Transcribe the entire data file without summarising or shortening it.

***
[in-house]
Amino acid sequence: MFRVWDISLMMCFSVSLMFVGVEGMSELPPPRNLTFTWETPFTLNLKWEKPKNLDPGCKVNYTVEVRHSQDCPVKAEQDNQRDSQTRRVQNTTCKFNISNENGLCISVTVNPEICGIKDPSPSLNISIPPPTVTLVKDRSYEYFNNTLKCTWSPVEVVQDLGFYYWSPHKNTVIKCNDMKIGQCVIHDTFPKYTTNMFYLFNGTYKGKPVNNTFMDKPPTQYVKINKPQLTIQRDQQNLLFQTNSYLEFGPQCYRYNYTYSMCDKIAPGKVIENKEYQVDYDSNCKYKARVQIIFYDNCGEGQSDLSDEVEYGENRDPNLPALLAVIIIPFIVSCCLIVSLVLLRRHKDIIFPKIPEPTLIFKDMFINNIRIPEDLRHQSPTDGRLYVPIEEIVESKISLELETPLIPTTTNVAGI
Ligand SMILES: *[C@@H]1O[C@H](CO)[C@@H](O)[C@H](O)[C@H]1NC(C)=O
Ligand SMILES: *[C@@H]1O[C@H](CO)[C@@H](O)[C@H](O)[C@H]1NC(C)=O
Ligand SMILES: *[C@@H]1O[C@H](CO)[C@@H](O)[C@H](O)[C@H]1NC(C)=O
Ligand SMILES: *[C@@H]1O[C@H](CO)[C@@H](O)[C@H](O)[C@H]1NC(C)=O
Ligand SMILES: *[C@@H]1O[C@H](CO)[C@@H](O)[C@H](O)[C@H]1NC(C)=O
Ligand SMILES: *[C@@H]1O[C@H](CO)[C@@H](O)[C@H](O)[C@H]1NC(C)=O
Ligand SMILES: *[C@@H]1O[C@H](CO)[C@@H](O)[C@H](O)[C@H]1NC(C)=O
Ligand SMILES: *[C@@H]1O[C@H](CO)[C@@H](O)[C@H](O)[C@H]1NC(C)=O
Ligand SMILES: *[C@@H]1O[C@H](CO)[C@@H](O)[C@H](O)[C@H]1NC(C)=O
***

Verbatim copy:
[in-house]
Amino acid sequence: MFRVWDISLMMCFSVSLMFVGVEGMSELPPPRNLTFTWETPFTLNLKWEKPKNLDPGCKVNYTVEVRHSQDCPVKAEQDNQRDSQTRRVQNTTCKFNISNENGLCISVTVNPEICGIKDPSPSLNISIPPPTVTLVKDRSYEYFNNTLKCTWSPVEVVQDLGFYYWSPHKNTVIKCNDMKIGQCVIHDTFPKYTTNMFYLFNGTYKGKPVNNTFMDKPPTQYVKINKPQLTIQRDQQNLLFQTNSYLEFGPQCYRYNYTYSMCDKIAPGKVIENKEYQVDYDSNCKYKARVQIIFYDNCGEGQSDLSDEVEYGENRDPNLPALLAVIIIPFIVSCCLIVSLVLLRRHKDIIFPKIPEPTLIFKDMFINNIRIPEDLRHQSPTDGRLYVPIEEIVESKISLELETPLIPTTTNVAGI
Ligand SMILES: *[C@@H]1O[C@H](CO)[C@@H](O)[C@H](O)[C@H]1NC(C)=O
Ligand SMILES: *[C@@H]1O[C@H](CO)[C@@H](O)[C@H](O)[C@H]1NC(C)=O
Ligand SMILES: *[C@@H]1O[C@H](CO)[C@@H](O)[C@H](O)[C@H]1NC(C)=O
Ligand SMILES: *[C@@H]1O[C@H](CO)[C@@H](O)[C@H](O)[C@H]1NC(C)=O
Ligand SMILES: *[C@@H]1O[C@H](CO)[C@@H](O)[C@H](O)[C@H]1NC(C)=O
Ligand SMILES: *[C@@H]1O[C@H](CO)[C@@H](O)[C@H](O)[C@H]1NC(C)=O
Ligand SMILES: *[C@@H]1O[C@H](CO)[C@@H](O)[C@H](O)[C@H]1NC(C)=O
Ligand SMILES: *[C@@H]1O[C@H](CO)[C@@H](O)[C@H](O)[C@H]1NC(C)=O
Ligand SMILES: *[C@@H]1O[C@H](CO)[C@@H](O)[C@H](O)[C@H]1NC(C)=O